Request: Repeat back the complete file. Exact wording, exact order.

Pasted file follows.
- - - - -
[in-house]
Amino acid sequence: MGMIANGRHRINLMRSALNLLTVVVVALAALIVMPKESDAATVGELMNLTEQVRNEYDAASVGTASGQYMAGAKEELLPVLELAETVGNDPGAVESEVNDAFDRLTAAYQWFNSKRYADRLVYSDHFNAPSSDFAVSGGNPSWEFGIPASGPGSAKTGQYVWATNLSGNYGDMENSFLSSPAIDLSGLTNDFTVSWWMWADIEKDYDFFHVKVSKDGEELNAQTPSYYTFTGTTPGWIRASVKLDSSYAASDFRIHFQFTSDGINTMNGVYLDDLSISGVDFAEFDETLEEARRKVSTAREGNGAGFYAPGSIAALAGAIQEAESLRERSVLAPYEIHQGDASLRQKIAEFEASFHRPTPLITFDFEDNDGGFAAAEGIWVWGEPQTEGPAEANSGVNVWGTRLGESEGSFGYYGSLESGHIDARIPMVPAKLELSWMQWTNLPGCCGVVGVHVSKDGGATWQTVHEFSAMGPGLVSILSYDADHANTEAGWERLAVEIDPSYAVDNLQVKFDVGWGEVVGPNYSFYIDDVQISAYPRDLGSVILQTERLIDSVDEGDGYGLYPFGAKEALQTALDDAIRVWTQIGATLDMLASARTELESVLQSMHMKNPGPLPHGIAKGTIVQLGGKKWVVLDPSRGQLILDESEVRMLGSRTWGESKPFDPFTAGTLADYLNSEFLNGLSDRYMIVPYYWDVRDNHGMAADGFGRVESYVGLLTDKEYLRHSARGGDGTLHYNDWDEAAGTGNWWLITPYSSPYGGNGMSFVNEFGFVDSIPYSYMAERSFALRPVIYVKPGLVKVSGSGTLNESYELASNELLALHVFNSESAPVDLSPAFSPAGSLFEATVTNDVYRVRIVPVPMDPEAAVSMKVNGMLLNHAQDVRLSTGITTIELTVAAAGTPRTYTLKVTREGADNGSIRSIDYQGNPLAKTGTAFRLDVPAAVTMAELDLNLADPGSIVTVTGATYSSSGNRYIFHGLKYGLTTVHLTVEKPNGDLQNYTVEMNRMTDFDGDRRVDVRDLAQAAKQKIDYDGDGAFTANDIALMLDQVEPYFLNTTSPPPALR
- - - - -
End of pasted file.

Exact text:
[in-house]
Amino acid sequence: MGMIANGRHRINLMRSALNLLTVVVVALAALIVMPKESDAATVGELMNLTEQVRNEYDAASVGTASGQYMAGAKEELLPVLELAETVGNDPGAVESEVNDAFDRLTAAYQWFNSKRYADRLVYSDHFNAPSSDFAVSGGNPSWEFGIPASGPGSAKTGQYVWATNLSGNYGDMENSFLSSPAIDLSGLTNDFTVSWWMWADIEKDYDFFHVKVSKDGEELNAQTPSYYTFTGTTPGWIRASVKLDSSYAASDFRIHFQFTSDGINTMNGVYLDDLSISGVDFAEFDETLEEARRKVSTAREGNGAGFYAPGSIAALAGAIQEAESLRERSVLAPYEIHQGDASLRQKIAEFEASFHRPTPLITFDFEDNDGGFAAAEGIWVWGEPQTEGPAEANSGVNVWGTRLGESEGSFGYYGSLESGHIDARIPMVPAKLELSWMQWTNLPGCCGVVGVHVSKDGGATWQTVHEFSAMGPGLVSILSYDADHANTEAGWERLAVEIDPSYAVDNLQVKFDVGWGEVVGPNYSFYIDDVQISAYPRDLGSVILQTERLIDSVDEGDGYGLYPFGAKEALQTALDDAIRVWTQIGATLDMLASARTELESVLQSMHMKNPGPLPHGIAKGTIVQLGGKKWVVLDPSRGQLILDESEVRMLGSRTWGESKPFDPFTAGTLADYLNSEFLNGLSDRYMIVPYYWDVRDNHGMAADGFGRVESYVGLLTDKEYLRHSARGGDGTLHYNDWDEAAGTGNWWLITPYSSPYGGNGMSFVNEFGFVDSIPYSYMAERSFALRPVIYVKPGLVKVSGSGTLNESYELASNELLALHVFNSESAPVDLSPAFSPAGSLFEATVTNDVYRVRIVPVPMDPEAAVSMKVNGMLLNHAQDVRLSTGITTIELTVAAAGTPRTYTLKVTREGADNGSIRSIDYQGNPLAKTGTAFRLDVPAAVTMAELDLNLADPGSIVTVTGATYSSSGNRYIFHGLKYGLTTVHLTVEKPNGDLQNYTVEMNRMTDFDGDRRVDVRDLAQAAKQKIDYDGDGAFTANDIALMLDQVEPYFLNTTSPPPALR